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Caregivers’ protection pushed
IN recognition of the vital role of caregivers in the country, Senator Francis ‘Tol’ N. Tolentino has sought to institutionalize policies for the protection and welfare of those working in the said underrated sector.
Tolentino recently filed Senate Bill 1396 or the proposed “Caregivers Welfare Act of 2022,”—a measure that seeks to institute policies for the protection and welfare of caregivers in the country.
“In recognition of the very important role of caregivers in national development, policies in the practice of the caregiving profession must be instituted to protect the rights of caregivers and to promote their welfare towards a decent employment,” Tolentino’s explanatory note read.
Tolentino stressed that although the professional and responsive caregiving industry is very vital to medically and physically challenged individuals—considering the country’s aging population, as well as the increase in the number of children born with medical issues and other prevalent illnesses he noted that those working in the said industry are very prone to abuse, harassment, violence and economic exploitation.
According to Tolentino, there is an urgent need for the proposed policies to be enacted into law for those in the caregiving industry “to maintain excellent and globally competitive standards for the caregiver professional service.”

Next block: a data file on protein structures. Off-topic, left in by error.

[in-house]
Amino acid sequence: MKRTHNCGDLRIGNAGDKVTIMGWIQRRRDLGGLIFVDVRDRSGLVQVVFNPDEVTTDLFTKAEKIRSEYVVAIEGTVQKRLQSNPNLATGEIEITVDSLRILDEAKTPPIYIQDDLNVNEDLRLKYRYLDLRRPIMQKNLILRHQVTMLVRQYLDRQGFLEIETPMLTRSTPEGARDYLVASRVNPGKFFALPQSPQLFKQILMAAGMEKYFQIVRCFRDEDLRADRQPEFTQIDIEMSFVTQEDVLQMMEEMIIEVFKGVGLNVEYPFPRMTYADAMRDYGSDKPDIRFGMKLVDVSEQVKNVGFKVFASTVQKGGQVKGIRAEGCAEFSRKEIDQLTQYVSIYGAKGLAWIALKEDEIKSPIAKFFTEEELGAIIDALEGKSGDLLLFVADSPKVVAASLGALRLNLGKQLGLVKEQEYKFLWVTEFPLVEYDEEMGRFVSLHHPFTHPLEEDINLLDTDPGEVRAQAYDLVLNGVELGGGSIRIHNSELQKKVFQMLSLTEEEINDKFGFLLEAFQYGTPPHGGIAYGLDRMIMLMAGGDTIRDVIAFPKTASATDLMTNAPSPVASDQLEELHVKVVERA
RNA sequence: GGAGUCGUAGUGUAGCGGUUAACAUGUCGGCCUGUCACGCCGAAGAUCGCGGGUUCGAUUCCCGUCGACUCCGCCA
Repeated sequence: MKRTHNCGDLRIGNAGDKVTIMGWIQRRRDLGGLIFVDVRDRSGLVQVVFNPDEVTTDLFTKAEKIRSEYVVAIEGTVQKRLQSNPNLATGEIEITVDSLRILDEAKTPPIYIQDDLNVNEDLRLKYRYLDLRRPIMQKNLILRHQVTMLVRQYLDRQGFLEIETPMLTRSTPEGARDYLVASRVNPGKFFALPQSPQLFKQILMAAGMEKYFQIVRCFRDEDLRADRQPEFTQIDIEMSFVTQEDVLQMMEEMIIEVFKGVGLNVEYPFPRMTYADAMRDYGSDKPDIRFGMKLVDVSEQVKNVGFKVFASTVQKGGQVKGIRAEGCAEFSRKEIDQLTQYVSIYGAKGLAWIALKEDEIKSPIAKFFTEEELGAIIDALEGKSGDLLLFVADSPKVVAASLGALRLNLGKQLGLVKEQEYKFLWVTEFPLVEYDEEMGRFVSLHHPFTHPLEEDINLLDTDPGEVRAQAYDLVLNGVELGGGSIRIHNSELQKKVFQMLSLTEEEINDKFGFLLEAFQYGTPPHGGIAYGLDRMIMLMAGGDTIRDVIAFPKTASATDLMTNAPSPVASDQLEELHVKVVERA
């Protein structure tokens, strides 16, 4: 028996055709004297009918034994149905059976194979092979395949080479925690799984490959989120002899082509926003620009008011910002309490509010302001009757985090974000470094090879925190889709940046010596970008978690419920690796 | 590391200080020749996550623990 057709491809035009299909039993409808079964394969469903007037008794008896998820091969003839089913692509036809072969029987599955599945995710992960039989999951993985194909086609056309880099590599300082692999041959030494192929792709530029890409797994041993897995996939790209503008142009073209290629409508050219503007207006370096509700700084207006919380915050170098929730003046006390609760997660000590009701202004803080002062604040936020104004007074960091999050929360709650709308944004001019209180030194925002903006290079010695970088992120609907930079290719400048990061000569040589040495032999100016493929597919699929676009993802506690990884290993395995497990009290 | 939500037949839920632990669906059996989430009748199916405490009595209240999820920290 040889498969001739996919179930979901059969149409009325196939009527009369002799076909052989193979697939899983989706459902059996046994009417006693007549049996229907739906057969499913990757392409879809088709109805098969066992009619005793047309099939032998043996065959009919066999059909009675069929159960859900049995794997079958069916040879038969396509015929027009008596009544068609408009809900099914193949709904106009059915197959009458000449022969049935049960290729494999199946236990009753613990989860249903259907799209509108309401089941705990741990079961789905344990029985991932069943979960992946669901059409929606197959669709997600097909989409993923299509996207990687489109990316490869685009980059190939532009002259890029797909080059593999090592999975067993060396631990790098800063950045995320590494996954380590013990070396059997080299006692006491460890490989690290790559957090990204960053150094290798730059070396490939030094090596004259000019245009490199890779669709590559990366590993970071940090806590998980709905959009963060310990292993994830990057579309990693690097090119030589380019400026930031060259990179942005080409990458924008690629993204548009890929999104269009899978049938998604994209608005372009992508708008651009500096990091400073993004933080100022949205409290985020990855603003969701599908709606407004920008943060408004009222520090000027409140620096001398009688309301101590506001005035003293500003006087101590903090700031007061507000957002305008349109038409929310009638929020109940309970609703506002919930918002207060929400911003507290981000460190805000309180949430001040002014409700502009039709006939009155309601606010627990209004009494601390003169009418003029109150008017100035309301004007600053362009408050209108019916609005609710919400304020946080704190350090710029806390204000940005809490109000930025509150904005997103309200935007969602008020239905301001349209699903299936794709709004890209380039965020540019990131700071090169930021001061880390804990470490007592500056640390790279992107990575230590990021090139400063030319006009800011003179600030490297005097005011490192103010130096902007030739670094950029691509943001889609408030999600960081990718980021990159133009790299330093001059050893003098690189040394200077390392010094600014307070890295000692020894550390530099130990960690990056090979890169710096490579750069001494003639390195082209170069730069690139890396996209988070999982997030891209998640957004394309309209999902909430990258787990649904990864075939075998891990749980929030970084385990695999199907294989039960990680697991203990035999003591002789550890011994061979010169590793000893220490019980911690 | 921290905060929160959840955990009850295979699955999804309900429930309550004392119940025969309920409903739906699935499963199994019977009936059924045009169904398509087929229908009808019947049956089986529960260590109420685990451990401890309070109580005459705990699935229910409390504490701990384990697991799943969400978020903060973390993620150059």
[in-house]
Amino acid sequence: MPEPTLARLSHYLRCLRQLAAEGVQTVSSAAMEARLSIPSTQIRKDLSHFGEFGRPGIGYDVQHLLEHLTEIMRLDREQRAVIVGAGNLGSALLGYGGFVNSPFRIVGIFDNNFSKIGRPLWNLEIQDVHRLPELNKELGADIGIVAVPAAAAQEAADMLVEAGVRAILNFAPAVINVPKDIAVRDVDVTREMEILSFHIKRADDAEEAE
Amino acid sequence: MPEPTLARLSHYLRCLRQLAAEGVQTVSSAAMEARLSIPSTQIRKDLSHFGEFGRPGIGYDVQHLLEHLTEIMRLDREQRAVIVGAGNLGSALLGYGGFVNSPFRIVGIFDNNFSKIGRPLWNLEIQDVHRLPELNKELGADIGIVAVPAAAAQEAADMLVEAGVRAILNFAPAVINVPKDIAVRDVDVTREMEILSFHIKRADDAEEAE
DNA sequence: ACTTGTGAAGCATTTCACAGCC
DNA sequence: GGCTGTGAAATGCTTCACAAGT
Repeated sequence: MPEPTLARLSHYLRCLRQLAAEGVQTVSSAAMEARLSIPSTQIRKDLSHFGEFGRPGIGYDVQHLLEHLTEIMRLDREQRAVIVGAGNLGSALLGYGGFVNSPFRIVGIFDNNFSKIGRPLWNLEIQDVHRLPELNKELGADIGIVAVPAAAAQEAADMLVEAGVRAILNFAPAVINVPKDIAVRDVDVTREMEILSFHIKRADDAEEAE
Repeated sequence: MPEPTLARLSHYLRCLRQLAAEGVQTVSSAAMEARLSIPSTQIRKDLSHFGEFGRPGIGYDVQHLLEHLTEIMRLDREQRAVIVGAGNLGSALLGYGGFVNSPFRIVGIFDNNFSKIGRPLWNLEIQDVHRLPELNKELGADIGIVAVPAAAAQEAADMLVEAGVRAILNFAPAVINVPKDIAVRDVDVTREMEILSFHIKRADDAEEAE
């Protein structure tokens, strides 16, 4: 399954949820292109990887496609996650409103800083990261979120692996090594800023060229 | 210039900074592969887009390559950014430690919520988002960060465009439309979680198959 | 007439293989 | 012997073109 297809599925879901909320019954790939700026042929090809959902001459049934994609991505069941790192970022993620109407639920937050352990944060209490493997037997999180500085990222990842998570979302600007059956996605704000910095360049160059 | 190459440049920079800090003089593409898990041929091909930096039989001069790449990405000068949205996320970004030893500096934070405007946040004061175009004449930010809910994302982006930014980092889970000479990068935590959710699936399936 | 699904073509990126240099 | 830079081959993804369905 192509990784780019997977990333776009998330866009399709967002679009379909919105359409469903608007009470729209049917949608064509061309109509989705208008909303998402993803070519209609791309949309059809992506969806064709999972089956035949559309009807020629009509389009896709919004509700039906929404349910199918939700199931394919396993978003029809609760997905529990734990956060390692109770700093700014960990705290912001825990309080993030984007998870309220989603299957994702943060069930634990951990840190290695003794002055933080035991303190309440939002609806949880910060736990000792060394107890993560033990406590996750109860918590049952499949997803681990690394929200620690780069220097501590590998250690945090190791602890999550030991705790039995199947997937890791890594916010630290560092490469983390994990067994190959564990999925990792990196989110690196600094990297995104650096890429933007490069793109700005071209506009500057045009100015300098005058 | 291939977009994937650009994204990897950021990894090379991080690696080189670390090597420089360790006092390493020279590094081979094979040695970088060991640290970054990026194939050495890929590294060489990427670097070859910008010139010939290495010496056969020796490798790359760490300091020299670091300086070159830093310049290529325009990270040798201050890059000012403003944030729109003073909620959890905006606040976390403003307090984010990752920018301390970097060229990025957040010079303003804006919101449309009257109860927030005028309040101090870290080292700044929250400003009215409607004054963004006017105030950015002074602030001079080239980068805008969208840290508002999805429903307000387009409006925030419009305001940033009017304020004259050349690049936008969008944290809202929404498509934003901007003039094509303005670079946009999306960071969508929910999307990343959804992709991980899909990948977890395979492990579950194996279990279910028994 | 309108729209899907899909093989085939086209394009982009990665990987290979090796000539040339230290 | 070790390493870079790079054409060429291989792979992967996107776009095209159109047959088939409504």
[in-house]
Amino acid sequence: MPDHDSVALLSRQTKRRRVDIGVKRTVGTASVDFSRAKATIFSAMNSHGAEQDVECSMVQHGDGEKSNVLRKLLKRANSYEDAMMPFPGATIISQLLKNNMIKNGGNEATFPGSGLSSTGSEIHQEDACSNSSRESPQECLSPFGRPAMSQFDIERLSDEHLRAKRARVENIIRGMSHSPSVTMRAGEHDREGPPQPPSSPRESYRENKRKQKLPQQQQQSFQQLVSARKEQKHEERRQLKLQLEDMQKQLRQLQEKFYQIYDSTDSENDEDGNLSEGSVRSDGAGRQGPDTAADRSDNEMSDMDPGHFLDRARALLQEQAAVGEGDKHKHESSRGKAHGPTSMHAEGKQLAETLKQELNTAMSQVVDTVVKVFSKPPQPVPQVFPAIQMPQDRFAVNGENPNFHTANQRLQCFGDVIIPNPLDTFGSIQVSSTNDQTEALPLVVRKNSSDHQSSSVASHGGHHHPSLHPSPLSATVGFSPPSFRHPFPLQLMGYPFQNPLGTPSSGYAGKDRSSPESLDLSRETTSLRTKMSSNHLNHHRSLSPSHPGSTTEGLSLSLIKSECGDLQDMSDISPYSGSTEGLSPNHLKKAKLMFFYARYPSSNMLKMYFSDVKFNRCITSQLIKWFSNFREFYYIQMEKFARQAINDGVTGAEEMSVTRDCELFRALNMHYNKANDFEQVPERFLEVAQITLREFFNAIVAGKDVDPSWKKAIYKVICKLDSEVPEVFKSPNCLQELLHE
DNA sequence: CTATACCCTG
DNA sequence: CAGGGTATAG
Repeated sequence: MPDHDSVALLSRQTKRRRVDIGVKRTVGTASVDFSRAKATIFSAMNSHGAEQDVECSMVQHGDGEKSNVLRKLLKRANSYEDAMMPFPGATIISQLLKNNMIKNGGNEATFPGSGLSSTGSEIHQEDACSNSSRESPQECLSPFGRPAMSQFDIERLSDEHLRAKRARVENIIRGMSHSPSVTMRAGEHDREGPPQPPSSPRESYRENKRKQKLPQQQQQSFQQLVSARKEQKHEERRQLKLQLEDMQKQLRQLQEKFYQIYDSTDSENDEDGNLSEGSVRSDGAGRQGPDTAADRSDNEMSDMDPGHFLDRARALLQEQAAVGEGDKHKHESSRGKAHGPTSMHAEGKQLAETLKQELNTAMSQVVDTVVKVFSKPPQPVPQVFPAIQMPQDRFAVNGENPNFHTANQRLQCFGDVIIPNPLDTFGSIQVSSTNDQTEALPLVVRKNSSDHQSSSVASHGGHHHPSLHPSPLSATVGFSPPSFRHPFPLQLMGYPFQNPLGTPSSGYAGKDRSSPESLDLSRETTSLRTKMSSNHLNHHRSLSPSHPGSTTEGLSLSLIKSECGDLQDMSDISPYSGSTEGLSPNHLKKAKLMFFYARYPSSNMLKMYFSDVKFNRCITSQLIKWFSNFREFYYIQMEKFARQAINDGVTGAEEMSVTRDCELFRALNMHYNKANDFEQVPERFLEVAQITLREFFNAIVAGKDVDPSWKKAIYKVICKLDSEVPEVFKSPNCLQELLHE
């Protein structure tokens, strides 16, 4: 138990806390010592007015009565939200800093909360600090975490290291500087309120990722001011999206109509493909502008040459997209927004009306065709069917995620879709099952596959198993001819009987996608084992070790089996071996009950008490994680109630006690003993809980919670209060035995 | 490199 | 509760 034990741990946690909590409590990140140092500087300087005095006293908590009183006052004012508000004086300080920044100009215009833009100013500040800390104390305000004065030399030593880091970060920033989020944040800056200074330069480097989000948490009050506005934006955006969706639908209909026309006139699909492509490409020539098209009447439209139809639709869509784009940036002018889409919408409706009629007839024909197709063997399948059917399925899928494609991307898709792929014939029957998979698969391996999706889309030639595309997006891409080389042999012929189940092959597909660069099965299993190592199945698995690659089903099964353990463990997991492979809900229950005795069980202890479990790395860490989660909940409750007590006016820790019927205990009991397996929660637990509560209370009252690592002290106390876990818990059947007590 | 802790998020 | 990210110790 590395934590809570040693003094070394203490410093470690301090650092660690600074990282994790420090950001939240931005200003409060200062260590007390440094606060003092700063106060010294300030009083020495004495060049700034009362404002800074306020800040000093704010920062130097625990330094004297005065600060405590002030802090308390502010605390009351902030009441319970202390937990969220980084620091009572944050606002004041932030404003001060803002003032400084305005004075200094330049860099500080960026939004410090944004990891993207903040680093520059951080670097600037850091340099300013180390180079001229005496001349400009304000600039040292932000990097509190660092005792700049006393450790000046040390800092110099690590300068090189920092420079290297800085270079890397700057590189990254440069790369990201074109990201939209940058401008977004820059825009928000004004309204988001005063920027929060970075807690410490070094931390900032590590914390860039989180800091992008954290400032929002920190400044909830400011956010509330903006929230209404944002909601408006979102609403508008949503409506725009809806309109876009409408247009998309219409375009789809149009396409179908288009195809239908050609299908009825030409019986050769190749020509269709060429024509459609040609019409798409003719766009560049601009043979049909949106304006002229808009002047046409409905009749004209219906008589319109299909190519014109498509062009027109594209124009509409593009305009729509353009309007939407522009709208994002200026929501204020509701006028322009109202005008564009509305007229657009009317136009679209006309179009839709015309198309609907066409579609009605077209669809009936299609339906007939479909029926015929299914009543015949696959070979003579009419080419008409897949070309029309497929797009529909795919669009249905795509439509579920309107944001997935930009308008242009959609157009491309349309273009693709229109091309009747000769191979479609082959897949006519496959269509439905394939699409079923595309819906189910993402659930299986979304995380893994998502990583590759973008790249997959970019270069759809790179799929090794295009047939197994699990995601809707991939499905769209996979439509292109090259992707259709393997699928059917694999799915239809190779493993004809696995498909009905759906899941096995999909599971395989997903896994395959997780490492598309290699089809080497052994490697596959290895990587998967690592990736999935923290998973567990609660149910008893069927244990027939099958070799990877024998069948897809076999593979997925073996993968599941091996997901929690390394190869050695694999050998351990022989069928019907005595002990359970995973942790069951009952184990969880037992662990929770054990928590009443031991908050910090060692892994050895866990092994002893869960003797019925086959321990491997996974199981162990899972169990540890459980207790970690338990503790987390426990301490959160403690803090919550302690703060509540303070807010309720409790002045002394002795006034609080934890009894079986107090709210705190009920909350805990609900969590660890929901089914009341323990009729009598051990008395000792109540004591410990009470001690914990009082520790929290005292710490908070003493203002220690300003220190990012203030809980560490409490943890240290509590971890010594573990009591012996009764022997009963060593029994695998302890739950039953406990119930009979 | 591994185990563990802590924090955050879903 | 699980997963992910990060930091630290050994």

Under SB 1396, a caregiver refers to a graduate of a caregiving course from an accredited training institution that is “recognized by the government or is certified competent by that same institution, and renders caregiving services.”
A study by the Economic Policy Institute in July 2021 showed that caregivers in many countries in the world “are deeply undervalued and underpaid” working below the designated minimum wage under the law.
The proposed legislation seeks to impose that the minimum wage of a “caregiver shall not be less than the applicable minimum wage in the region.”
SB 1396 also proposed that a caregiver’s working hours shall be based on the employment contract signed by the parties and in accordance with the labor laws, rules and regulations—adopting an eight-hour work shift and beyond which the mandatory overtime pay shall be applied.
The bill also mandates that all hired caregivers shall be covered by the Social Security System (SSS), the Philippine Health Insurance Corporation (PhilHealth), and the Home Development Mutual Fund or Pag-IBIG, and shall be entitled to all the benefits in accordance with the pertinent provisions provided by law.